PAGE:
British Prime Minister Theresa May is enjoying a prime ministerial honeymoon, with the Conservative lead up to 42% over Labour’s 28%. May’s personal lead in voter intention is now 52% over Labour leader Jeremy Corbyn’s 18%. It is thought that if a general election were to be held this autumn, the Tory party would gain up to 80 new seats. In July, May took the one-off opportunity as the new Prime Minister to jettison David Cameron’s team of loyalists and be sure that her appointments were of her mind-set. But when the House of Commons returns on 5 September, the honeymoon summer might be over and her parliamentary majority may become vulnerable. Likely poltergeists who will make noisy appearances will be discontented MPs who did not get ministerial posts. The Brexit junior MPs, who were seen as “up and coming” from the post 2015 intake, feel completely ignored; they could make it difficult for May to pass legislation and badmouth her. Immigration reformers, who are disappointed that net migration is still approximately 330,000 a year, will demand immediate stricter application controls and new targets. The UK now has 8.4 million foreign born residents—13% of the UK population. Brexiteers fear EU regulations will stymie Brexit and try to pigeonhole May into a seven-year EU absence/abstinence, which would not be acceptable to the hardcore pro-Brexit MPs. The new economy figures will be out and the UK’s deficit will rear its ugly head. Since George Osborne scrapped the deficit reduction and his surplus aims for 2020, what will Chancellor Philip Hammond have to announce?
Two other bugbears for May are David Cameron’s resignation peerages and honours list, thoroughly lambasted for its unadulterated cronyism. Cameron’s former strategy adviser, Steve Hilton, said this resignation honours list revealed a “serious type of very British corruption”. Bernard Jenkin, MP, will invite the Public Administration and Constitutional Affairs Committee to examine the 60-plus awards given to Conservative donors, aides or special advisers and to review the system by which new peers are appointed. It has already been noted that May wants to cap the number of special advisors in Whitehall thought to be bloated with cronies. May’s joint chiefs of staff are understood to be in charge of “vetting” meritocracy.
The number of Conservative peers in the House of Lords is now 207, one more than Labour. When House of Commons returns on 5 September , her parliamentary majority may become vulnerable.
The “resignation” of Justice Lowell Goddard, the third chairwoman to quit, has brought the doomed child abuse inquiry back into focus, an embarrassment to May since she actioned this inquiry as Home Secretary. It has been recently reported that Dame Goddard requested archive files from MI5 and MI6 to be examined for sex abuse allegations against the late Lord Janner. The Times reported that the Home Office and the Cabinet Office have also been asked if they hold material relevant to the investigation. The Janner family says these enquiries are unfair as the deceased cannot defend himself. Janner’s friend and neighbouring constituency MP, Keith Vaz, Chair of the Home Office Select Committee, has suggested the scope of the report is too big and that it should be divided into more manageable sections. Home Secretary Amber Rudd has assured that “The success of this inquiry remains an absolute priority for this government.”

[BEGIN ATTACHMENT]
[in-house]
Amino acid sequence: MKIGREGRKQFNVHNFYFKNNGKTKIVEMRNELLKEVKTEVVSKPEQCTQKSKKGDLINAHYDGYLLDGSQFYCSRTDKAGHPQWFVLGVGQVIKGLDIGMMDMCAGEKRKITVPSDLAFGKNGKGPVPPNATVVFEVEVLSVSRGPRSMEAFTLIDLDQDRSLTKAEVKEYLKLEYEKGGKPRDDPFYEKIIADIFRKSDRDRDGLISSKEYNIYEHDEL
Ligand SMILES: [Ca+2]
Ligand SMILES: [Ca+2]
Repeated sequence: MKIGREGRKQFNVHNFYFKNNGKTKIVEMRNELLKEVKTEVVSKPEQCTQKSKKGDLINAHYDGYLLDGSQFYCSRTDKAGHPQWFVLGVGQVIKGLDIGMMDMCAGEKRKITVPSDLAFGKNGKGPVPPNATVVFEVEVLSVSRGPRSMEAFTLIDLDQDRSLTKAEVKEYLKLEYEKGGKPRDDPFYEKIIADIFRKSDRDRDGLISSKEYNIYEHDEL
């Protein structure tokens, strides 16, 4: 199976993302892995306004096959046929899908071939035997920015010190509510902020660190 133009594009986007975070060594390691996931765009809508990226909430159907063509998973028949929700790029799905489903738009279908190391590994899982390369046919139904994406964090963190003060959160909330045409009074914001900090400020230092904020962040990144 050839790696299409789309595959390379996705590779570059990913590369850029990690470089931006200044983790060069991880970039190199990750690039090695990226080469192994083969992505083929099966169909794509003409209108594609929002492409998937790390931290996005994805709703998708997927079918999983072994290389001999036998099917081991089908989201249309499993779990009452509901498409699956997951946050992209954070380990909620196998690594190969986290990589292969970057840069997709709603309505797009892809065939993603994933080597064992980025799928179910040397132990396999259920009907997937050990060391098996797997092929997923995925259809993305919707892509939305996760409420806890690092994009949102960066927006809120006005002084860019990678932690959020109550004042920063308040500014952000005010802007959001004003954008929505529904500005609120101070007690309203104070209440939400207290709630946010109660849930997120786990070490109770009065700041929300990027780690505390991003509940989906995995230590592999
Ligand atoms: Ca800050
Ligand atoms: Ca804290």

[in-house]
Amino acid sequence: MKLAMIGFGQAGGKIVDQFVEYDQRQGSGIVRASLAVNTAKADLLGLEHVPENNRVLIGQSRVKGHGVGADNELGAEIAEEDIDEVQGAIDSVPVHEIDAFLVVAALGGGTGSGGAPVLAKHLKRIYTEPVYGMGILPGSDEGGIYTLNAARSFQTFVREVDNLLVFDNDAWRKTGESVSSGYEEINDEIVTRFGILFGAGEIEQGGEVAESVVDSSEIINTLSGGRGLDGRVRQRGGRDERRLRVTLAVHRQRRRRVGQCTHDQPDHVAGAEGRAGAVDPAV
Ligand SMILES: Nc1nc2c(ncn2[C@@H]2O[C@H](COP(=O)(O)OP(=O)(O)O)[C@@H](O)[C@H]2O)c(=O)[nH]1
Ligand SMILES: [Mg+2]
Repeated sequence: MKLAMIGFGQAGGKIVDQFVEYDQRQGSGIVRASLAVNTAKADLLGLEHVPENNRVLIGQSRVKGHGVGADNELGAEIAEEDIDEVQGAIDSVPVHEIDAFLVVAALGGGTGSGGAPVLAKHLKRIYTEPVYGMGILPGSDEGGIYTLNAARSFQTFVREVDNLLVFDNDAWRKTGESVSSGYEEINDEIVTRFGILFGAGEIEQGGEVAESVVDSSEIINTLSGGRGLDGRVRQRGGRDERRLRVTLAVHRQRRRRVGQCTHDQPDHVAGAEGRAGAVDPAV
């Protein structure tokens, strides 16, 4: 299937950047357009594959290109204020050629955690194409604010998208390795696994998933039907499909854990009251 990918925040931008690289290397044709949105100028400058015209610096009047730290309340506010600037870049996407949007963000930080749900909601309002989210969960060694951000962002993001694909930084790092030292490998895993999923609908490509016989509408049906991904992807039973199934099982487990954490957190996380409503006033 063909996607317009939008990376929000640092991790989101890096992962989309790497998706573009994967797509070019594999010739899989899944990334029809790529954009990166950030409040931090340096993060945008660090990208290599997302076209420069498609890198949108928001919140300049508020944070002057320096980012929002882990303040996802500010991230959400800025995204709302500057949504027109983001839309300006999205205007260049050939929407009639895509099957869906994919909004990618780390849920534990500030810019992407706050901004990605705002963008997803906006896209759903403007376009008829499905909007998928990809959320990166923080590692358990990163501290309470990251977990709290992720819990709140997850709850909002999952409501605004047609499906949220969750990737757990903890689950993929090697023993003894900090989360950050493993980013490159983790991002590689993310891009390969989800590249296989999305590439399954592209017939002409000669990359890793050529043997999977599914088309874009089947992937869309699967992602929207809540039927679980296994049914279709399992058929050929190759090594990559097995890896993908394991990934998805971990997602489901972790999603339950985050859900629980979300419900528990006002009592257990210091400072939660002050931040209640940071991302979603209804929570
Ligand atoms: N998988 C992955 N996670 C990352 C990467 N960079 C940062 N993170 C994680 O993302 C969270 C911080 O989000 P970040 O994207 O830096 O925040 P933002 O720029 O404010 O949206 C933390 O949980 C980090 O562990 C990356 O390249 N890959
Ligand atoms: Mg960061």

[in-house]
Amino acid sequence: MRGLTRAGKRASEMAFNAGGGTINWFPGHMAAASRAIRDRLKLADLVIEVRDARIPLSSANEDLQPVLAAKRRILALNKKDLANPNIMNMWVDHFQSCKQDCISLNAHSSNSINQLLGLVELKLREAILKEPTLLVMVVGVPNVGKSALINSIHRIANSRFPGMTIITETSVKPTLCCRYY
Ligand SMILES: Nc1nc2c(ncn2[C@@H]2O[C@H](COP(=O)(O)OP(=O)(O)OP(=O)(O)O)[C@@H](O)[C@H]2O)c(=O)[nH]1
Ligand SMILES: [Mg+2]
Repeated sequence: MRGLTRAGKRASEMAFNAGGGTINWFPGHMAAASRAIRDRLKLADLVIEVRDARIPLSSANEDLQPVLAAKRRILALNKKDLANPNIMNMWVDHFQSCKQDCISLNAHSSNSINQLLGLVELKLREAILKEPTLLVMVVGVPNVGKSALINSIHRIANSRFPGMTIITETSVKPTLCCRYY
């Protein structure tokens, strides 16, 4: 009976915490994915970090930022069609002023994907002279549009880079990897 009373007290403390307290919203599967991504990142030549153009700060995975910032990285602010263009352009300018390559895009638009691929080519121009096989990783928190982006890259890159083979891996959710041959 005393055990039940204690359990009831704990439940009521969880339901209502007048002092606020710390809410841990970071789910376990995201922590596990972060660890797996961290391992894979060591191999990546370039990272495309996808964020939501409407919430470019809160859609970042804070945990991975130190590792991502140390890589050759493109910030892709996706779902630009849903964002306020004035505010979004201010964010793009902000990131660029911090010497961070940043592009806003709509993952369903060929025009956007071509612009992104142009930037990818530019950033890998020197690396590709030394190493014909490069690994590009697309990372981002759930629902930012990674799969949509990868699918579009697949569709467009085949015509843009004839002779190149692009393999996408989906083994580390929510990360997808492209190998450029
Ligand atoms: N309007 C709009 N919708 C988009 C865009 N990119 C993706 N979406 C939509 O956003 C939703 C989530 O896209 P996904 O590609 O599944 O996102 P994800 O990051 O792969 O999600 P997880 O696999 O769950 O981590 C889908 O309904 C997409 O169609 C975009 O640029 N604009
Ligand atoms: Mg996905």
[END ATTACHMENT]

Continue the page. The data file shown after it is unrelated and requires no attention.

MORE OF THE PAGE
The number of Conservative peers in the House of Lords is now 207, one more than Labour. Corbyn criticised Cameron’s list, but undermined his position by elevating Shami Chakrabarti to the House of Lords. Chakrabarti is a former director of Liberty, an NGO that campaigns for civil liberties and human rights in the UK. The peerage is controversial as she was the author of the “Chakrabarti Inquiry” into Labour’s alledged anti-Semitism, which stated that “the Labour Party is not overrun by anti Semitism, Islamophobia or other forms of racism”. The report, which has been called a whitewash, ended in 20 recommendations from Chakrabarti including “Labour members should resist the use of Hitler, Nazi and Holocaust metaphors, distortions and comparisons in debates about Israel-Palestine in particular” and “epithets such as ‘Paki’, ‘Zio’ and others should have no place in Labour Party discourse going forward”.
Although the Labour is in constant disarray and the antagonism between Corbyn and Owen Smith grows stronger during the current leadership hustings, Corbyn still retains the majority of support, helped by the High Court’s decision that the 130,000 Labour members, who joined since 12 January should be allowed to vote. This week, Deputy Leader Tom Watson accused Corbyn of allowing a “Trotskyist Labour infiltration”. Watson claims he has evidence that hard left activists and members of the Socialist Party, that were driven out in the 1980s by Neil Kinnock, have returned to support Corbyn. The Socialist Party’s leader, Peter Taaffe, said Corbyn was welcoming “to all strands of socialist and working class opinion” and Corbyn’s huge support is due to him representing a break from the pro-capitalist, pro-austerity, pro-war politicians that have so-called dominated Parliament for the last 20 years.